Minister Cramer at the Club of Rome’s Global Assembly

My friends and colleagues,

As Minister of the Environment I am 'on the road to Copenhagen' almost every day. Therefore I see myself more as a Minister for Climate Change. And change is what we need! Here in Amsterdam we will send a powerful message. We are here to work on the Amsterdam Declaration, which I will carry to the negotiations in Copenhagen, as your ambassador. And as a friend of the Club of Rome, to which I owe so much.

Like so many of you, I was inspired by the Club of Rome to pursue a green career. I read The Limits to Growth as a young biology student in 1972.

After I had digested its importance, I couldn't wait to do my part to help save the planet. I have no regrets that I went for green - it has been a lifelong challenge and adventure.

One of the fascinating concepts in The Limits to Growth is the equilibrium scenario. Not only did the Club of Rome forecast global overshoot and collapse between 2025 and 2050. It also gave us a promising description of the sustainable economy: the equilibrium scenario. I asked the Netherlands Environment Assessment Agency to produce a report entitled 'Growing within limits' especially for the Global Assembly of the Club of Rome. I asked them to present model calculations of what is possible, feasible and desirable. In other words, how can we achieve a sustainable economy?

This is an urgent question and the answers are promising. But there is a contradiction here: why do we ask ourselves whether it is in our economic interest to save the planet? I have some answers, but I'd like to stipulate two conditions first.

To begin with, we need to revise the policies that are currently driving the world to squander and deplete the earth's natural resources. Secondly, we must drastically increase energy and resource efficiency. Most experts consider this a particularly difficult task, because of the entrenched policies and practices that reinforce inefficiency. The array of potential and necessary measures can be reduced to two top priorities.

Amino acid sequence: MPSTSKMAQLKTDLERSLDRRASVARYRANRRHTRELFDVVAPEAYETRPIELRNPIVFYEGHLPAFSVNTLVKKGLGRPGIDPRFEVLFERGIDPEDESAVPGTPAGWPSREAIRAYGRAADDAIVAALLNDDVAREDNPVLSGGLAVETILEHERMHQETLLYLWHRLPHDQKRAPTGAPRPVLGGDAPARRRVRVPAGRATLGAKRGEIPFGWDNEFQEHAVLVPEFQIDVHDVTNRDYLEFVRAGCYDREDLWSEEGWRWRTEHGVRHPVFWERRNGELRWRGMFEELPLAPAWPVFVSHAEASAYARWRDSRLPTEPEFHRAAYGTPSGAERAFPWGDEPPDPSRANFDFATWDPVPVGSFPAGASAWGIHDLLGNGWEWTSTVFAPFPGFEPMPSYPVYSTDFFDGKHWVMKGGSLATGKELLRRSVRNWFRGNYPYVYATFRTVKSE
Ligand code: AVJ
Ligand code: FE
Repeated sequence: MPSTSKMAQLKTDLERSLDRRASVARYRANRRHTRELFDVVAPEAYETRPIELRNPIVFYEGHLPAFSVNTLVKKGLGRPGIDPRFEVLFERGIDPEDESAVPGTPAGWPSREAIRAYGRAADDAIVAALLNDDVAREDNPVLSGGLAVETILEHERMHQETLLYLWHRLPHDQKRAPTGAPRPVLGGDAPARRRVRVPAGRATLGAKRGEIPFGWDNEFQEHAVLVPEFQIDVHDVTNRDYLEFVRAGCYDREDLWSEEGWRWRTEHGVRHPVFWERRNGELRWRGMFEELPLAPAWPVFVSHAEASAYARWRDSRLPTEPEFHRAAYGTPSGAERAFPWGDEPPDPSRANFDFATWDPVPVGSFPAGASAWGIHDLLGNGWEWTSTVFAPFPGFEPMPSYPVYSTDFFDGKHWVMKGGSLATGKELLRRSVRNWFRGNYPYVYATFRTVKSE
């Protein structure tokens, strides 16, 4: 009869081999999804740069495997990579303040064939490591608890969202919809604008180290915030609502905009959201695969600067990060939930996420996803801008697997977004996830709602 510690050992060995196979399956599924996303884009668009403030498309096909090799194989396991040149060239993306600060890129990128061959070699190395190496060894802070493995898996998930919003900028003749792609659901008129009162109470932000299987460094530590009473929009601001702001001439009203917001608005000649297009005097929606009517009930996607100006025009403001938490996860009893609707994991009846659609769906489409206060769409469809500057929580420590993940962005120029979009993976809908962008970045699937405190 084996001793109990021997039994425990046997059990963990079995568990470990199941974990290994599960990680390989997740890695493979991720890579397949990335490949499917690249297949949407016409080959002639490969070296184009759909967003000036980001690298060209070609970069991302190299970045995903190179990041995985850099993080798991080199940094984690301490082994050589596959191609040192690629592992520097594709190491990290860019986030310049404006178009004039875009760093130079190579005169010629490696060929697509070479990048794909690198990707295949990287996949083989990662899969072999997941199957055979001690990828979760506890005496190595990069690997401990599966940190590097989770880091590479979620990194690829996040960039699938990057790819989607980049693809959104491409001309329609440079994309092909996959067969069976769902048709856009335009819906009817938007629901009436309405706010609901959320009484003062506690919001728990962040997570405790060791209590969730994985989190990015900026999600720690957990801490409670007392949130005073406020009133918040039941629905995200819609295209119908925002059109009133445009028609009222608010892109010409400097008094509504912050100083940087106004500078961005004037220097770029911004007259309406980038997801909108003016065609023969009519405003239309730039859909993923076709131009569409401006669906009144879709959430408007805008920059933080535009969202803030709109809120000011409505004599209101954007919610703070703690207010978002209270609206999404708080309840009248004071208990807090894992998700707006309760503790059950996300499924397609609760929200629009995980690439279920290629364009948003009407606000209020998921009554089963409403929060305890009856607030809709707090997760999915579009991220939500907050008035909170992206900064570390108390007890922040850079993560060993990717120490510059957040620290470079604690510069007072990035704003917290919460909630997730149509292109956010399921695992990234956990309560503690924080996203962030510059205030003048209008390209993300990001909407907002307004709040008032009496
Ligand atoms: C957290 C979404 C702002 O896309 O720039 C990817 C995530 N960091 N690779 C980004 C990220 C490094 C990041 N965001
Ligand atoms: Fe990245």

Our first priority should be to stop further losses of biodiversity by halting the expansion of agricultural land and the erosion and desertification of arable land. Secondly, we need to decarbonise the energy system. Both of these priorities can be achieved at a cost of 1 to 2 per cent of GDP by 2050, according to the Environment Assessment Agency report.

To put this into perspective, this would mean an increase in global GDP of 225 per cent instead of 240 per cent in the coming forty years. Even without climate policy, our energy investments would be massive. But with a strong climate policy, they will be 30 per cent higher than in a business-as-usual scenario. But: if we fail to take action, we will pay an even higher price in the future.

We must realise that there is a paradox in taking GDP as an indicator.

GDP accounts not only for the production of goods and services, but also for the destruction, waste and depletion of resources. As Paul Hawken said earlier this year: 'At present we are stealing the future, selling it in the present, and calling it GDP'.

So, in exchange for a slight decline in GDP growth by 2050 we can expect to reap extremely positive results. Particularly if we adapt our method of calculating GDP to the newest insights on measuring real human welfare. We have to abandon the compass that is guiding us into oblivion and design an indicator that goes beyond GDP.

My friends, I would like to return to the two top priorities I identified a moment ago. Our first priority should be to prevent terrestrial biodiversity losses while ensuring food security.

Biodiversity is declining severely all over the world. Pavan Sukhdev and his team are doing impressive work with UNEP. It will be presented to the UN General Assembly today, and here at the Assembly by Ashok Khosla, IUCN President and Co-President of the Club of Rome. The economic costs of ecosystem destruction are high, and so are the risks.

Biodiversity is lost when forests are depleted and cleared for charcoal, firewood, timber, urbanisation and agriculture. To preserve biodiversity adequate protection regimes must be established for ecosystems and nature reserves. It is crucial to decrease pressure from competing demands for land use.

The problem is clear: food production has to increase to feed another three billion people in 2050. Without additional action, this could imply an enormous increase in land use. The technology to increase food-production efficiency exists, and is crucial. Post-harvest losses of agricultural produce are in the order of 30 per cent, so it is not extra land that we need, but expertise. And investment. Moreover, dietary change to low meat consumption can count for the reduction of land use of another 16 million square kilometres: an area about the size of Russia.